Psych 101 in Literature – Major Depressive Disorder

Your character has just flunked a class, is sad, and is lazy. Do you know what your character has? Not depression.

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A lot of media has improved in the way mental illnesses have been portrayed, but there are still overwhelming stigmas and stereotypes that are pervasive in everyday life. In this series, I consult our friend, a doctoral student who goes by Sanjiv, on her field of Psychology as it pertains to literature and character creation.

On this episode we are going over Major Depressive Disorder (MDD), also known as Depression.

Most of what Sanjiv and I know are centered around research done of MDD in North America. It is interesting to note that there has been a lot of research done on cultural differences in how depression is experienced. In North America it is the norm for MDD to be experienced as a primarily psychological condition. But in other areas of the world, depression is often experienced with an emphasis on somatic or physical symptoms (headaches, insomnia, dizziness, pain vs. depressed mood). Understanding the how and why of these differences is complex and an ongoing area of research. Historically, studies regarding mental health across cultures have been loaded with various biases.

Example: a largely somatic symptom presentation is often found in Chinese populations – past research suggested that this was the result of Chinese being a more primitive language and not containing a well-developed emotional vocabulary (Leff, 1981, “Psychiatry around the globe: A transcultural view”)

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A character might be depressed if certain symptoms have been present for at least two weeks:

  • Anhedonia (loss of interest in most or all activities previously found pleasurable)
  • Depressed mood most of the day, nearly every day (feeling sad, empty, hopeless, apathy) – pervasive and persistent is good way to describe
    • NOTE: In children/adolescents – can be experienced as irritable mood
  • Significant weight loss or weight gain or decrease/increase in appetite nearly every day.
    • NOTE: In children – Failure to make expected weight gain
  • Insomnia or hypersomnia nearly every day
  • Psychomotor agitation (inability to sit still, hand-wringing, pulling at skin/clothes) or retardation (slowed speech, body movements, noticeably increased pauses in speaking, decreased inflection) nearly every day (must be observable by others)
  • Feelings of worthlessness or excessive or inappropriate guilt (not just guilt about being “sick”)
  • Diminished ability to concentrate or think, or indecisiveness
  • Recurrent thoughts about death/recurrent suicidal ideation, or an attempt, or a specific plan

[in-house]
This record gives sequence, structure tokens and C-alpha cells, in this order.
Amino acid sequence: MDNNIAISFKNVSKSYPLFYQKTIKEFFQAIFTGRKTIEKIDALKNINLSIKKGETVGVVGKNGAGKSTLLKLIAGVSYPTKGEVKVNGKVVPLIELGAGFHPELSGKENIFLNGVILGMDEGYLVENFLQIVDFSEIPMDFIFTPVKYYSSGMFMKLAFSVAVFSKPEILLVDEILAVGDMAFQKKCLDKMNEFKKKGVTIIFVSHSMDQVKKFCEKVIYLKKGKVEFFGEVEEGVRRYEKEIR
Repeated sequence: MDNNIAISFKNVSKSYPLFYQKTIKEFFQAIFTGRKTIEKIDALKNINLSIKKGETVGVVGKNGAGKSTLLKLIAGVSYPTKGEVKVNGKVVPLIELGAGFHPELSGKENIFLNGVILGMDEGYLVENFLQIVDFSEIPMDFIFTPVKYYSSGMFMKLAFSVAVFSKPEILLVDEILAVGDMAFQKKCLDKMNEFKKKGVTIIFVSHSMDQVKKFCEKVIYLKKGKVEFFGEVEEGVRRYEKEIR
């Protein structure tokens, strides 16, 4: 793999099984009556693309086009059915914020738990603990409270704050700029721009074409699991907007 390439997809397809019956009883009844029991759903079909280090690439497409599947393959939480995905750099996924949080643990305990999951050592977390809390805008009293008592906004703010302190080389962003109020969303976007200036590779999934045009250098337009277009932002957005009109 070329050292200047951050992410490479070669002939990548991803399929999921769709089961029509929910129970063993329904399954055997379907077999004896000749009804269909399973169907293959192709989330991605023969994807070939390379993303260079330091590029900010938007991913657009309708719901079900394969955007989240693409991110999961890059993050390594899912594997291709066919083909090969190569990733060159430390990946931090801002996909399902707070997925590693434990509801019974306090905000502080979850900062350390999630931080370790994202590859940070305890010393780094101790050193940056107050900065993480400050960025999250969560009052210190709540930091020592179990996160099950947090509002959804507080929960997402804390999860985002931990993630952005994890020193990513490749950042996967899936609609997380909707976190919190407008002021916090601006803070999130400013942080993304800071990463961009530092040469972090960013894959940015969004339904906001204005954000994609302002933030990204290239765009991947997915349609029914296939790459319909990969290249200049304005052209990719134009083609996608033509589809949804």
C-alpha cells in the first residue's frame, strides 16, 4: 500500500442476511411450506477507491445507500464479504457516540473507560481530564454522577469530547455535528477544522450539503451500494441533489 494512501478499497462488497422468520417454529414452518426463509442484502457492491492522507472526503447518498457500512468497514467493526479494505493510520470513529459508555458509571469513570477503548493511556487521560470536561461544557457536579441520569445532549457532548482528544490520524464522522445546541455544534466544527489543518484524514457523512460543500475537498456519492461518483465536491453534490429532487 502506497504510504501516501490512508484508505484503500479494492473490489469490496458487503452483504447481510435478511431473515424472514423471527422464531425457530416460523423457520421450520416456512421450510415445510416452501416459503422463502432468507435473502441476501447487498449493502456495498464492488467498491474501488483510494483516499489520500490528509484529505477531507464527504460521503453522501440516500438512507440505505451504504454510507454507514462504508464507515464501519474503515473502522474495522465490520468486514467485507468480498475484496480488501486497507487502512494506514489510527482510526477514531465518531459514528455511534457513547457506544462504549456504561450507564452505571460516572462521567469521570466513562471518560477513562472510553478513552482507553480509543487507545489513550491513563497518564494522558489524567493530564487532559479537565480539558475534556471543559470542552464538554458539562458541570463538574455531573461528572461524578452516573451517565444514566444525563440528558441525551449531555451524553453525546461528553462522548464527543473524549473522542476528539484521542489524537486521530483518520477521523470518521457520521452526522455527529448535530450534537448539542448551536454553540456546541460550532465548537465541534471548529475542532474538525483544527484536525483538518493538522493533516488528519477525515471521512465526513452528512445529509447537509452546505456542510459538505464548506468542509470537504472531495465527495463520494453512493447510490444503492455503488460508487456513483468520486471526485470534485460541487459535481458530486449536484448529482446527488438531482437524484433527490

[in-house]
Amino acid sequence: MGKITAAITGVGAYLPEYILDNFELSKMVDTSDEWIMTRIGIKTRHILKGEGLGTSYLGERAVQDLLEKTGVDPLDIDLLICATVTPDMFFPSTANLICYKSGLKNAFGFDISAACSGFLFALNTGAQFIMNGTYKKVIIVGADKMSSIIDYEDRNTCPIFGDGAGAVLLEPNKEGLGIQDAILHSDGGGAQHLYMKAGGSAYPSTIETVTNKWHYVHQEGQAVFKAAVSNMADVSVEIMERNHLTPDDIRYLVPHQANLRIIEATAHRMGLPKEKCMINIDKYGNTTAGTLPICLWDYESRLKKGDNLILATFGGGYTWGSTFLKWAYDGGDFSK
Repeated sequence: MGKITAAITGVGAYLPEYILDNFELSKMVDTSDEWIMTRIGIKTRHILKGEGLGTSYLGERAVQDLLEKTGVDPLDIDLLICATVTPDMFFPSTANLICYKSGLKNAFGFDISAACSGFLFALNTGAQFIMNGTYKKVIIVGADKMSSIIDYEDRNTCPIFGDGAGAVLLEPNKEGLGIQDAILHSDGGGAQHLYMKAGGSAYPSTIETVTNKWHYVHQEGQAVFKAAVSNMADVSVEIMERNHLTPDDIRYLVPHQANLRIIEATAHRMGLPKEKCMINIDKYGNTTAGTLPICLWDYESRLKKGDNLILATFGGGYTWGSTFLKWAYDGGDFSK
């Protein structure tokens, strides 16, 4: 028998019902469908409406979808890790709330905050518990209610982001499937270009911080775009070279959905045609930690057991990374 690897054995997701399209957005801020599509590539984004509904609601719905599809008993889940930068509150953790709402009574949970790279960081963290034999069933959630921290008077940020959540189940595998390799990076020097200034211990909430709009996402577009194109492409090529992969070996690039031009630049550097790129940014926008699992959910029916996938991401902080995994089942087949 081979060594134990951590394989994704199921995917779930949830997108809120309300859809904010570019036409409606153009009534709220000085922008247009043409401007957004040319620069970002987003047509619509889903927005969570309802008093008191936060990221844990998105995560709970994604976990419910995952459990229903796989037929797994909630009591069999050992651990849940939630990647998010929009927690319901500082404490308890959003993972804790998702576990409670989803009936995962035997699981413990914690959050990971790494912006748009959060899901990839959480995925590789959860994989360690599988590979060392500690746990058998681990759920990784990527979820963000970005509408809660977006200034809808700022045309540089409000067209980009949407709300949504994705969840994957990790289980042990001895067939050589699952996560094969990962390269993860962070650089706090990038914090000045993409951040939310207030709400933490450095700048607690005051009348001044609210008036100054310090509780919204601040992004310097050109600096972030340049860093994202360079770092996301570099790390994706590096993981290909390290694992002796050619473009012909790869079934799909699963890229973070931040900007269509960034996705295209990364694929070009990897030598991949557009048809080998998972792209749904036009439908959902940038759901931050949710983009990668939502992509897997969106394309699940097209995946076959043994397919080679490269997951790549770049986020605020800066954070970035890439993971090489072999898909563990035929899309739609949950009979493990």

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Misconceptions about mental disorders can make those who have them feel as though their experiences are demeaned and trivialized and can be very harmful to those who need treatment. Some misconceptions people have are:

  • Depression must be triggered by a stressful negative event, or series of events.

Although negative life events can contribute to the development of depression, it is not necessary to its development or onset.

  • People who are depressed are lazy or unmotivated or ungrateful for the positives they have in life.
  • People can “snap out of it” or just “think positive.”

Depression is complex and persistent. It involves persistent and enduring patterns of negative thoughts about yourself, others, the present, and the future.

  • Depression is sadness.

Depression is not sadness. In our language, the two terms have become interchangeable, but they are not the same. Sadness is painful, but it is a normal reaction to difficult life events.  Depression encompasses much more. When we use depression to describe sadness, we are trivializing the experience of depression. This can lead to well-meaning, but ultimately harmful ideas and expectations about what people with depression are going through.

We have found some great examples in literature. Holden Caulfield from J.D. Salinger’s The Catcher in the Rye shows some obvious symptoms of MDD. He is apathetic(anhedonic- unable to enjoy anything/lack of interest in anything) and pervasive/widespread negative thoughts (everyone is phony, but also doesn’t think highly of himself. or anything except Allie and Phoebe) through most of the book showing signs of depression previous to getting kicked out of school. He considers suicide several times, recurring thoughts about death/dying (Allie died 3 years ago, the enduring impact that this has on Holden goes beyond “typical” bereavement)

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In conclusion, don’t reinforce already pervasive stereotypes, understand the differences between bereavement, sadness, and depression. Don’t use the word or the condition casually.

Let us know what books you’ve read with depressed and/or “depressed” characters in the comments below and see you on Friday!

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3 thoughts on “Psych 101 in Literature – Major Depressive Disorder

  1. I read a really fantastic modern retelling of A Christmas Carol called Ebenezer by Joselle Vanderhoof. It’s about Ebenezer, a failed actress dealing with the loss of her girlfriend, who basically leaves her because Ebenezer has severe depression and refuses to deal with it. Her resulting journey with the three spirits is essentially a journey to accepting and dealing with that depression. It’s a beautiful, haunting story.

    Liked by 1 person

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